Our ever-expanding resource library includes the tools and information you need to improve your community environment.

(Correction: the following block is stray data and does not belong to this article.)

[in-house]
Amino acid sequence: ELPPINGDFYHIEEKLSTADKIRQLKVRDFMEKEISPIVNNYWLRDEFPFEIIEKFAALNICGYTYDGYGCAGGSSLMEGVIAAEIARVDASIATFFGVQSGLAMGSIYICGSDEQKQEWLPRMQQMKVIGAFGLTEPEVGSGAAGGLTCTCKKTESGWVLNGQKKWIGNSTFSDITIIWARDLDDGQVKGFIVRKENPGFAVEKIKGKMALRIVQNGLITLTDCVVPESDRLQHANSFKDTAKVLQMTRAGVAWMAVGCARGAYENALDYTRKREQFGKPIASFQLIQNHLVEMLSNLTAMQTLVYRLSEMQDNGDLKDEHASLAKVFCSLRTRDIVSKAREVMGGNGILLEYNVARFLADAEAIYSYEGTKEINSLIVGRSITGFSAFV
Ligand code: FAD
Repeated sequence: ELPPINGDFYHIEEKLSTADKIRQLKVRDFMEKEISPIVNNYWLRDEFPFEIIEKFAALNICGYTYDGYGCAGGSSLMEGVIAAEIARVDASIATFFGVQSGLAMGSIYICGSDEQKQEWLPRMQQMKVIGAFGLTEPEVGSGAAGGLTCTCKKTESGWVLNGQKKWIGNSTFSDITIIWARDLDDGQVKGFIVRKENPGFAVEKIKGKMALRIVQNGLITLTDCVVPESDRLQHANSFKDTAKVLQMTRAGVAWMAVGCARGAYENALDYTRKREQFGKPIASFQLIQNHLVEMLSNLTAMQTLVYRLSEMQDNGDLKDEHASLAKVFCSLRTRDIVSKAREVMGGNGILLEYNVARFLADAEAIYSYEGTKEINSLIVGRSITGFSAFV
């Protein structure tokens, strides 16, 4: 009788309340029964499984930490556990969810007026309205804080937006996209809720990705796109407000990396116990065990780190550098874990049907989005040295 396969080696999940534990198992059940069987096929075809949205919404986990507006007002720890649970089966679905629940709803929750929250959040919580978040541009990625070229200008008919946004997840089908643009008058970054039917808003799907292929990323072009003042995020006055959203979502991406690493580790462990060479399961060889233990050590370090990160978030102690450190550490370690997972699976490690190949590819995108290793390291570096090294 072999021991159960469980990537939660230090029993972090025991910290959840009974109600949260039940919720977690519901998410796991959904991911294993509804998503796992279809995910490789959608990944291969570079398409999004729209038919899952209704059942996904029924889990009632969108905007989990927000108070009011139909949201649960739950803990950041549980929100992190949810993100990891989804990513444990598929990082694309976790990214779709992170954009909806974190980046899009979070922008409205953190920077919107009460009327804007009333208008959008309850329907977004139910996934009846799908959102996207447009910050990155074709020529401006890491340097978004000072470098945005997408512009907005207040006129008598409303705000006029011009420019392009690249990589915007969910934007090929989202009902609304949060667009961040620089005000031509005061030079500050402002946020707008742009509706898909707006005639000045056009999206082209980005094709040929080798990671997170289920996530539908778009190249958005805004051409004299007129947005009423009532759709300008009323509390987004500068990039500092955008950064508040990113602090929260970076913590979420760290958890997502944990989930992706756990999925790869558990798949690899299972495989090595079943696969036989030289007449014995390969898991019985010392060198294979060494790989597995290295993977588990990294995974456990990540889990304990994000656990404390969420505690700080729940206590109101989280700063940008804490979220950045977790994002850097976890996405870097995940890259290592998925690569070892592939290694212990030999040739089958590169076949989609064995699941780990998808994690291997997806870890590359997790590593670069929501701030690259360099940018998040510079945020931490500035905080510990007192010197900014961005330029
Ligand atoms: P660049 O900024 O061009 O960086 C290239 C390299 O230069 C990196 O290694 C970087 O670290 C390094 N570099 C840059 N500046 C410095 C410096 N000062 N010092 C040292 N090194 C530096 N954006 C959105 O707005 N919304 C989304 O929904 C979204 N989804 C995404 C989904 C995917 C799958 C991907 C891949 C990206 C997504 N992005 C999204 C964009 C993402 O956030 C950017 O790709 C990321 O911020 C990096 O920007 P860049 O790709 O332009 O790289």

The H-E-B/Central Market Youth Resource Library is an online listing of ready-made youth programs, lesson plans and templates available to replicate and implement in your community.Tree Campus K–12 inspires the next generation of tree stewards through experiences that bring the benefits of trees to life both inside and outside the classroom. The program fosters positive connections between youth and the trees in their community and cultivates within its participants a lifelong respect for trees on a global scale.Here’s a great family pastime you can do while staying safe at home. Download the mini Don’t mess with Texas Activity book and help Darrel the Barrel keep Texas colorful and clean. Teachers can even order a pack for their classroom.A network of organizations and individuals who want to reconnect children and families with nature for a healthier, happier and smarter Texas!Texas Children in Natureis network of organizations and individuals who want to reconnect children and families with nature for a healthier, happier and smarter Texas! Nature Rocks is one way they connect families with partners that offer access to nature, educational programs or healthy events.Nature filled school grounds where children and families play and learn outdoors enhance community healthThe Center for Green Schools works with school decision makers, community volunteers, and leaders to drive progress.A green schools program combining effective green management of school grounds, facilities and curriculum.Green Apple Day of Service is a unique moment to join schools across the world to celebrate the central role that schools playin preparing the next generation of leaders in sustainability. A school’s event is an opportunity to give students hands-on experience with sustainability, strengthening civic leadership, environmental literacy, and project management skills.Information on a range of environmental topics, as well as the environmental laws and regulations.TDA’s statewide Farm to School initiative provides Texas schools with helpful resources for building relationships with local farms.The CPF Institute supports educators and increases their capacity to involve students in investigating natural phenomena, solving problems, and making a difference.A nationwide program for schools and students that helps make recycling easy, fun, and rewarding.REAL School Gardens boosts academics with experiential outdoor lessons and giving back to communities.The SFC cultivates a healthy community by strengthening the local food system and improving access to nutritious, affordable food.A program that rewards recycling and sustainability education, as well as providing feedback on personal habits.An educational program that empowers students and teachers to help the environment.This program provides educators with lesson plans on climate change to educate students about sustainability.This program educates students about energy efficiency through project-based curriculum, saving energy in schools and building pathways to green jobs.A youth service program to foster respect and compassion for all living things, beliefs, and cultures.Lesson plans to help teachers inform students on how they can do their part to “Take Care of Texas.”“Info Sheets and website links for waste-related topics such as “Anatomy of a Landfill” and “Waste-to-Energy.”A program to inspire schools and education institutions to reduce environmental impact and teach sustainability practices.Inspire students to take responsibility for improving the environment at their school, home and in their community.Learn more about how Keep Brownsville Beautiful organizes their Youth Advisory Board, what duties are required, and what the board does.Asvini Thivakaran received the Ruthe Jackson Youth Leadership Award from KTBl in 2018 for her environmental efforts. She recently created and launched an environmental educational YouTube channel called E-Talk (short for Environmental Talk) to educate the public about environmental issues